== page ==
The 2018 midterm elections ensured that the House is now far closer to equality than it's ever been before.
A record number of women overall were running for office, according to the Center for American Women and Politics at Rutgers University, and a record one-third of the candidates running for the House were women of color, according to Emily’s List, a Democratic-leaning nonprofit that supports women in politics.
The result: Female candidates of all races, sexual identities and ages won in record numbers, making up the largest and most diverse class of congresswomen the country has ever seen.
Women make up 50.8 percent of the approximately 325 million people counted in the US Census, but the research suggests that they're nowhere near making up an equal share on Congress. Torsten Sløk, New York–based chief international economist with Deutsche Bank Securities, has been charting the recent spike in women seeking office.
According to Sløk, analyzing trends that date back to 1917 suggests that Congress won't achieve gender equality until the year 2215. However, the recent spike in women has moved this number along.
However, women and organizations disrupting the status quo in a real way — like what we witnessed in the groundbreaking 2018 election — can move this projection forward.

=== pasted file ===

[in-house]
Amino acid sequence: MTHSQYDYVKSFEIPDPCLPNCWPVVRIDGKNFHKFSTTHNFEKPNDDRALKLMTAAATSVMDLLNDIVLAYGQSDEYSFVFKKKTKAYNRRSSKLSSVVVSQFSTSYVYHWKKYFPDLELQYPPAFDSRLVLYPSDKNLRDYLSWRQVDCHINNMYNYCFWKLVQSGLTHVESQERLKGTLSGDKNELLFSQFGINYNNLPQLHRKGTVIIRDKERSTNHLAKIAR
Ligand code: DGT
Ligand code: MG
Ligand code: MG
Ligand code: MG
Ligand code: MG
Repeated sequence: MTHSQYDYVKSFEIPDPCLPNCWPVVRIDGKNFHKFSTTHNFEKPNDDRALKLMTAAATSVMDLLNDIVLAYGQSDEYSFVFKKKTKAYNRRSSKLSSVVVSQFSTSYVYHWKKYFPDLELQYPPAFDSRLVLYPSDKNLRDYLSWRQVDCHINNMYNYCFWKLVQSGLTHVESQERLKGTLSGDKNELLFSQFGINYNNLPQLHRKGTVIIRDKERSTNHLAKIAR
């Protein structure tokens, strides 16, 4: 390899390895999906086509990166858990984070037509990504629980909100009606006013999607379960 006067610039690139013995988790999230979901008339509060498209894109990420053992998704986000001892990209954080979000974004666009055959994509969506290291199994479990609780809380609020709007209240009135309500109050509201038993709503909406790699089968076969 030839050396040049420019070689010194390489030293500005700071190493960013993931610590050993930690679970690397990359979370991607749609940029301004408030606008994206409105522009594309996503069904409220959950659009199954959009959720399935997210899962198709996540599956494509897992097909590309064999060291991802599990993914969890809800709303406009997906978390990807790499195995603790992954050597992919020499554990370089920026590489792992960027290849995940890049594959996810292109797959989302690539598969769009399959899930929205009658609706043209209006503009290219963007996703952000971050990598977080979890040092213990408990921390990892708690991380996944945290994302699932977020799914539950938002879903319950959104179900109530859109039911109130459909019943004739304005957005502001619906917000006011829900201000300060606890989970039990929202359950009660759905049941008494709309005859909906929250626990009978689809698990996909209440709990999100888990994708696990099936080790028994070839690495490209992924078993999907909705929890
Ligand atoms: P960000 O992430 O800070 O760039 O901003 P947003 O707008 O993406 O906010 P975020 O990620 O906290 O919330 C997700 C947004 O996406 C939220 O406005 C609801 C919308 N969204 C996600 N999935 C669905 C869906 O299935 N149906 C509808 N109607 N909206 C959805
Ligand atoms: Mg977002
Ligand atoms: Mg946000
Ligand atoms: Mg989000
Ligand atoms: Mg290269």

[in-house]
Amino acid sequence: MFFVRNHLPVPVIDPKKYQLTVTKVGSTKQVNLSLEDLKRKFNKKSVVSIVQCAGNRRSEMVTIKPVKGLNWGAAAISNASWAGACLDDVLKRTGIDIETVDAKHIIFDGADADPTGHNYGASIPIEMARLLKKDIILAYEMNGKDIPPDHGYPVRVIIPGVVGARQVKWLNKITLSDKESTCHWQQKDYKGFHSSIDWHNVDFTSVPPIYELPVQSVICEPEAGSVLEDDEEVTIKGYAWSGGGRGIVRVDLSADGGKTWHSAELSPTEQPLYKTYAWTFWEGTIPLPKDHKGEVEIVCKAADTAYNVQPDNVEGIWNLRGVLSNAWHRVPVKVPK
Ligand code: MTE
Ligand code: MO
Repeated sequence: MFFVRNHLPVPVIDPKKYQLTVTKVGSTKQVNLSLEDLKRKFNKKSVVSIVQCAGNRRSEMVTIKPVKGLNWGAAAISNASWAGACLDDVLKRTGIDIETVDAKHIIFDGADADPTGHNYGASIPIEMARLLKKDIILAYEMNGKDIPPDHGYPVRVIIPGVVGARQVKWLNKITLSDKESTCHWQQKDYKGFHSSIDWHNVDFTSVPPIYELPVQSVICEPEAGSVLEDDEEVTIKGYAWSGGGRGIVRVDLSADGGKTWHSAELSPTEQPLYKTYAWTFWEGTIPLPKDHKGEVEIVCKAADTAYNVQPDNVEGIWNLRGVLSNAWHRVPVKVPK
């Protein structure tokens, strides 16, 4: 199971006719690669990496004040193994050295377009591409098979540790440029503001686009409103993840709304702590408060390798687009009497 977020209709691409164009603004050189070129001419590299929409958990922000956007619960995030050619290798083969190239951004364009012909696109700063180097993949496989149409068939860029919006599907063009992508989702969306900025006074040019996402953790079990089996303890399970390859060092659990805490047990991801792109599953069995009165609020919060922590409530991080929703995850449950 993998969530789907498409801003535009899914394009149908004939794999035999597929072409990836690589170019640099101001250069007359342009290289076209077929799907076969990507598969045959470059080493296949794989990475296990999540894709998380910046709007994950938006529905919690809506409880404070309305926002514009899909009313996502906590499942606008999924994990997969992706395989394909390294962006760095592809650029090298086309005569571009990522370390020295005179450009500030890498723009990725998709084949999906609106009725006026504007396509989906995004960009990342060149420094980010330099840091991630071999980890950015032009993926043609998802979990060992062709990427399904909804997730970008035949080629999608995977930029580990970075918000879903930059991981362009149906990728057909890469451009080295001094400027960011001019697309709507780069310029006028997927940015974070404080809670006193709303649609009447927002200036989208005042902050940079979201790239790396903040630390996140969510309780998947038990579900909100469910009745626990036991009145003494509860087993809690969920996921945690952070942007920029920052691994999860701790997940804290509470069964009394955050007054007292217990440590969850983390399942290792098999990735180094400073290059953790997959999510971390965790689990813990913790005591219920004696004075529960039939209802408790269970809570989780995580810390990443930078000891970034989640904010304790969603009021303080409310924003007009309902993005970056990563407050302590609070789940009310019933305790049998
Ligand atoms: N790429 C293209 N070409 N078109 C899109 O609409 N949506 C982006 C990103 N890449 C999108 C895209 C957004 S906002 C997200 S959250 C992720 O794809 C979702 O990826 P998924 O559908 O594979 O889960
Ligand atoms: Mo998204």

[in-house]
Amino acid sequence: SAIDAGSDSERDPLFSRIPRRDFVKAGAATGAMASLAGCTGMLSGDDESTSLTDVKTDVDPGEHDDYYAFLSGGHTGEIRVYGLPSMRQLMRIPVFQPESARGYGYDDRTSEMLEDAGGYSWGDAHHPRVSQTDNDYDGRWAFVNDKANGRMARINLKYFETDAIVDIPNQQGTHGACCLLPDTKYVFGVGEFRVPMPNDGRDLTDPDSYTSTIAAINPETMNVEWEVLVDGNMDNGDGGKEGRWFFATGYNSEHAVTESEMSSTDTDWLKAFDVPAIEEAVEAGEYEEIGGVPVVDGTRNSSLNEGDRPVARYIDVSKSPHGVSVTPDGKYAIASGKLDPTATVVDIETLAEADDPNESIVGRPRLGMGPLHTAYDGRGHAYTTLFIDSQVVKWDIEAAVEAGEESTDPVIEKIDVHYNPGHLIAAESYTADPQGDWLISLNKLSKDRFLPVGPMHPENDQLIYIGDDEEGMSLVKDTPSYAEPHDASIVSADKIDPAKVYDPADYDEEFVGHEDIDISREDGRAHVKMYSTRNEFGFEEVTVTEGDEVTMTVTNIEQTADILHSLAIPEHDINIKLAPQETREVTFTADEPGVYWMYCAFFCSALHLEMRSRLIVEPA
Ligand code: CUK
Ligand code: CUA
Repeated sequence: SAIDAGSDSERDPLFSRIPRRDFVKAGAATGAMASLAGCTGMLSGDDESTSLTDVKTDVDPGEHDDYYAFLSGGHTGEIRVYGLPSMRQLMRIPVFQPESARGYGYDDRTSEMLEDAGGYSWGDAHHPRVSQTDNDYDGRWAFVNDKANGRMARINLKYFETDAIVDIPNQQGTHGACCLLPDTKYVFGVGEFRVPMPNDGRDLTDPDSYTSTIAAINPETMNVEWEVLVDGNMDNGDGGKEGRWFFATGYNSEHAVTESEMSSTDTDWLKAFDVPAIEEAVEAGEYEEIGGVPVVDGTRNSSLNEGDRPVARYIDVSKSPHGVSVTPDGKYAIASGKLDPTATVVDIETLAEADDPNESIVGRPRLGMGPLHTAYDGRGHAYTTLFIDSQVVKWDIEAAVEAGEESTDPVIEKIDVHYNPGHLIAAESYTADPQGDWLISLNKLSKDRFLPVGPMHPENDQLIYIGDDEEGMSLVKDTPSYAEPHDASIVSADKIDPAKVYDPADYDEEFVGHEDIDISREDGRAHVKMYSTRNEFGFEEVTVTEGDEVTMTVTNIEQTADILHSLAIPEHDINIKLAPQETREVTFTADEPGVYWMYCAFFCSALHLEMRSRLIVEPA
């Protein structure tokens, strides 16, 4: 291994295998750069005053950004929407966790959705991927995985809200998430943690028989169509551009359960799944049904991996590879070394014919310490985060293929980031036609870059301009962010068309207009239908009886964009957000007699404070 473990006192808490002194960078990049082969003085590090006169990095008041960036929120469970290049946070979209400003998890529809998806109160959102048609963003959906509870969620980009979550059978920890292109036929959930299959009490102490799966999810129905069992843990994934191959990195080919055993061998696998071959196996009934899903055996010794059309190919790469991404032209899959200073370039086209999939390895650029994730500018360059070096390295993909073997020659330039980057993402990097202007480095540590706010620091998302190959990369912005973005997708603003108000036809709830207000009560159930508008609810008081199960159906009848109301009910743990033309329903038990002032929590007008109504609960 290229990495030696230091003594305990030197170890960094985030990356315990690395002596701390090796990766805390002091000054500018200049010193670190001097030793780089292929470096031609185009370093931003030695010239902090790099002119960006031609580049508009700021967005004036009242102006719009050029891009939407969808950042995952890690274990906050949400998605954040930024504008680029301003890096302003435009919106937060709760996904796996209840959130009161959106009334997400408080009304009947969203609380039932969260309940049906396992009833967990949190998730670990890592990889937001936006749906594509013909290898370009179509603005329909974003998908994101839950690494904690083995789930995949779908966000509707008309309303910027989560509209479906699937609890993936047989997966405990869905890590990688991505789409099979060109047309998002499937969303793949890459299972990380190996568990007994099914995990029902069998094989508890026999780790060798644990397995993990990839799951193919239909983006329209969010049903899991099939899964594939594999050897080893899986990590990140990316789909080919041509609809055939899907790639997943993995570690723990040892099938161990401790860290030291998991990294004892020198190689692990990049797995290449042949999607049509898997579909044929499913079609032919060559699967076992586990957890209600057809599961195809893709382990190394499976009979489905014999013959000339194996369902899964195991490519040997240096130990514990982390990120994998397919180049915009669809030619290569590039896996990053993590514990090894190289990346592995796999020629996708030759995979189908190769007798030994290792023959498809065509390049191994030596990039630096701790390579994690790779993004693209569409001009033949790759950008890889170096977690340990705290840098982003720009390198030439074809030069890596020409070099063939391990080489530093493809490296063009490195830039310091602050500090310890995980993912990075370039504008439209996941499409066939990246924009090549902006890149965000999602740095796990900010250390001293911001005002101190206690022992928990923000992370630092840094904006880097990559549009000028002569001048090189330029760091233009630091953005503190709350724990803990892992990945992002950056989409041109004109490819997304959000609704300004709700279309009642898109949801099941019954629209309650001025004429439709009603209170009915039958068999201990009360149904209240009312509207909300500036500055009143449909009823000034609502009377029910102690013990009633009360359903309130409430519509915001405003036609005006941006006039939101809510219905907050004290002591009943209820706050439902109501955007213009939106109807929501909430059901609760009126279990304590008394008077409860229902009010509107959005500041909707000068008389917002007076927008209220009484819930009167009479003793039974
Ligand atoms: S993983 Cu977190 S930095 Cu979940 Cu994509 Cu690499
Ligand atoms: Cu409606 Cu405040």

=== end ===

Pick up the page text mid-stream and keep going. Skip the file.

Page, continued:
And research suggests women will keep changing the status quo in American politics. More than four in 10 Americans personally hope a woman will be elected president in their lifetime, according to Pew Research Center. About six in 10 Americans (61 percent) say it’s a good thing that more women are running for U.S. Congress this year than in the past.
Hopefully, more and more women will run (and win) in each election, so we won't be waiting nearly as long for gender parity in politics.
AnnaMarie Houlis is a feminist, a freelance journalist and an adventure aficionado with an affinity for impulsive solo travel. She spends her days writing about women’s empowerment from around the world. You can follow her work on her blog, HerReport.org, and follow her journeys on Instagram @her_report,
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